On March 10, 1981, on the basis of Dr. Sertl's recommendation, the respondent offered the petitioner a job as a customer greeter. That job entailed no activities beyond Dr. Sertl's restrictions and only a minimum of bending. On March 16, 1981, the petitioner refused the position because she believed that the respondent would require her to stand throughout the work day, which would be too painful for her. While a chair apparently had never previously been provided for a customer greeter, the petitioner never asked the respondent whether she could have a chair to sit on when she was not busy.

From the foregoing, on May 18, 1982, the arbitrator awarded the petitioner 25% permanent partial disability under section 8(d)(2) of the Act, 208 5/7 weeks temporary total disability under section 8(b) of the Act, and $301.70 for necessary medical expenses under section 8(a) of the Act. (Ill. Rev. Stat. 1981, ch. 48, pars. 138.8(d)(2), 138.8(b), 138.8(a).) Following oral arguments on the respondent's review before the Industrial Commission, on February 23, 1984, the Commission reduced the permanent disability award to 9% and reduced the temporary disability award to 153 4/7 weeks, but affirmed the award for necessary medical expenses. On November 1, 1985, the circuit court reversed the decision of the Commission as to the award for permanent partial disability. The court reinstated the arbitrator's award of 25% permanent partial disability. The court confirmed the remainder of the Commission's decision. This appeal followed.

The respondent's sole issue on appeal is whether the circuit court erred in reversing the decision of the Industrial Commission as to the 9% permanent partial disability award and in reinstating the arbitrator's award of 25% permanent partial disability. The respondent argues that the circuit court erred because the Commission's 9% permanent disability award was not against the manifest weight of the evidence. The petitioner argues that the Commission's decision was contrary to the manifest weight of the evidence. Specifically, the petitioner argues that the circuit court, unlike the Commission, considered all of the medical evidence concerning the degree of her permanent disability.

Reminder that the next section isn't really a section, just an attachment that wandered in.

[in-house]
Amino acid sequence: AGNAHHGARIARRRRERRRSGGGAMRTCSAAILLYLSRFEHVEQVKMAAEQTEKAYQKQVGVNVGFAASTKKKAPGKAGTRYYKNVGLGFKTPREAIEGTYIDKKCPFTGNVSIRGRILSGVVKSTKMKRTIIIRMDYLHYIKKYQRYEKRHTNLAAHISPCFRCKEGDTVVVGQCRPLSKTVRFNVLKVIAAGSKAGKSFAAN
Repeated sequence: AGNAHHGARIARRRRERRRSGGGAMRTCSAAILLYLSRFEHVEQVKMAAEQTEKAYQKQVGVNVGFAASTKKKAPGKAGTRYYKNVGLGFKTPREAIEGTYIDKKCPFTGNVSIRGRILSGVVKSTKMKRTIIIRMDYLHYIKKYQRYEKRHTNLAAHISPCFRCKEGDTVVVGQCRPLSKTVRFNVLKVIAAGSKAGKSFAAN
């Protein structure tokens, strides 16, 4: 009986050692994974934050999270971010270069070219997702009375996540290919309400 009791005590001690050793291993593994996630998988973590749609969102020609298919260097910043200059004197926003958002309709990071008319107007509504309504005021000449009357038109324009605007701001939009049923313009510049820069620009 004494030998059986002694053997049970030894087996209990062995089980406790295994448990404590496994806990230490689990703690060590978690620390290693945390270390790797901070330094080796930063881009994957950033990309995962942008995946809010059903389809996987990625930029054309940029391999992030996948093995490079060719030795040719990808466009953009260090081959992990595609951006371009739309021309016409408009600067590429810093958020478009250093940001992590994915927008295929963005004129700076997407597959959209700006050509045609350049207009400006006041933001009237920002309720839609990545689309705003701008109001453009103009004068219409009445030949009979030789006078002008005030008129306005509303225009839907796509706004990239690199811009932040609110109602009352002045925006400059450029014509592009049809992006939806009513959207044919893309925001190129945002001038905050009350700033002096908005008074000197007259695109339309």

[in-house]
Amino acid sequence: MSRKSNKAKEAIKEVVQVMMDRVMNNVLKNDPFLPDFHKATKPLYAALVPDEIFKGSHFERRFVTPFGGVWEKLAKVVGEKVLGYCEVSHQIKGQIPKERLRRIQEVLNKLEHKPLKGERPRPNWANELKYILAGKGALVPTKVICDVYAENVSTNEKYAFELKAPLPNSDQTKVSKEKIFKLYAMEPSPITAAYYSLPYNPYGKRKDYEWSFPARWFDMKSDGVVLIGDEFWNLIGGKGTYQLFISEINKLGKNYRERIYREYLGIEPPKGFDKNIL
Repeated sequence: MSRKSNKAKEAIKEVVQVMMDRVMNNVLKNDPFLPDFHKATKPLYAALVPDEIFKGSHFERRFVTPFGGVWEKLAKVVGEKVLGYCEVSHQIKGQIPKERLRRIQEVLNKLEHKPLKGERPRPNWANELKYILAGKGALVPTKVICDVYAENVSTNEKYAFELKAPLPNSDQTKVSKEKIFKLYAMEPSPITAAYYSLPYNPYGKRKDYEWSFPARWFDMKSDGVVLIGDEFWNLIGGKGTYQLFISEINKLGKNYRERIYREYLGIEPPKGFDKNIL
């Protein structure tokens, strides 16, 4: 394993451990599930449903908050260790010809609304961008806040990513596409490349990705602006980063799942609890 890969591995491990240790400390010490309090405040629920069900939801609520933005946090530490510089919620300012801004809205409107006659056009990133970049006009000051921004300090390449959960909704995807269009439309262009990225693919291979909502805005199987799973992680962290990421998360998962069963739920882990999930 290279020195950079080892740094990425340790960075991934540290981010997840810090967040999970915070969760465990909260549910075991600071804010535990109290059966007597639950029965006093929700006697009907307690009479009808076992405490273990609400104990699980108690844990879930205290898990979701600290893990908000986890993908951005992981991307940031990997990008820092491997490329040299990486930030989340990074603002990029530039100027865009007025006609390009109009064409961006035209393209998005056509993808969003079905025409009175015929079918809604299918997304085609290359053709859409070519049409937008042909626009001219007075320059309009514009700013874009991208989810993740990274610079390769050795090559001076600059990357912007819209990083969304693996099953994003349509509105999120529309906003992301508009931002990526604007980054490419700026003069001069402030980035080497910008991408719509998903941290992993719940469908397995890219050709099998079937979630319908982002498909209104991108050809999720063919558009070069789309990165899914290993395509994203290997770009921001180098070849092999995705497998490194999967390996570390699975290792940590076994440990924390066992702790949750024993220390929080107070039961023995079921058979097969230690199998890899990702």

• 1-4 It is presumed that the Industrial Commission considers competent and proper evidence in reaching its decision. (Glover v. Industrial Com. (1985), 140 Ill. App.3d 361, 485 N.E.2d 605.) Determining the nature and extent of an injury is primarily the responsibility of the Industrial Commission (Wallace v. Industrial Com. (1983), 98 Ill.2d 33, 455 N.E.2d 92), and the Commission is not bound by the findings of the arbitrator (Berry v. Industrial Com. (1984), 99 Ill.2d 401, 459 N.E.2d 963). Because of the Commission's expertise in the area of workers' compensation, its finding on the question of disability should be given substantial deference. (Board of Education v. Industrial Com. (1983), 96 Ill.2d 239, 449 N.E.2d 839.) It is for the Commission to resolve disputes in the evidence and to draw reasonable inferences and conclusions from that evidence, and the Commission's decision may not be set aside on review unless it is contrary to the manifest weight of the evidence. Glover v. Industrial Com. (1985), 140 Ill. App.3d 361, 485 N.E.2d 605.

In reversing the Commission's award for permanent partial disability, the circuit court found of great significance the fact that the petitioner's condition was permanent and subject to further deterioration which could necessitate a spinal fusion. In support of its decision, the court relied on a number of unnamed Commission decisions involving back injuries where, following back surgery, the conditions of the various petitioners were not significantly different than the condition of the petitioner here. The circuit court noted that in those decisions the Commission typically awarded 20% to 30% permanent partial disability under section 8(d)(2) of the Act.

The reasoning of the circuit court is flawed in two respects. First, a reviewing court must presume that the Commission considered all of the evidence, including evidence of the permanency of the petitioner's condition and the possibility of future back surgery. The failure of the Commission to explicitly set forth these factors in its decision should not serve to rebut the presumption. Second, the three testifying doctors stated that the petitioner's condition was not sufficiently serious at present to warrant back surgery. The doctors testified that the petitioner might never require back surgery. ...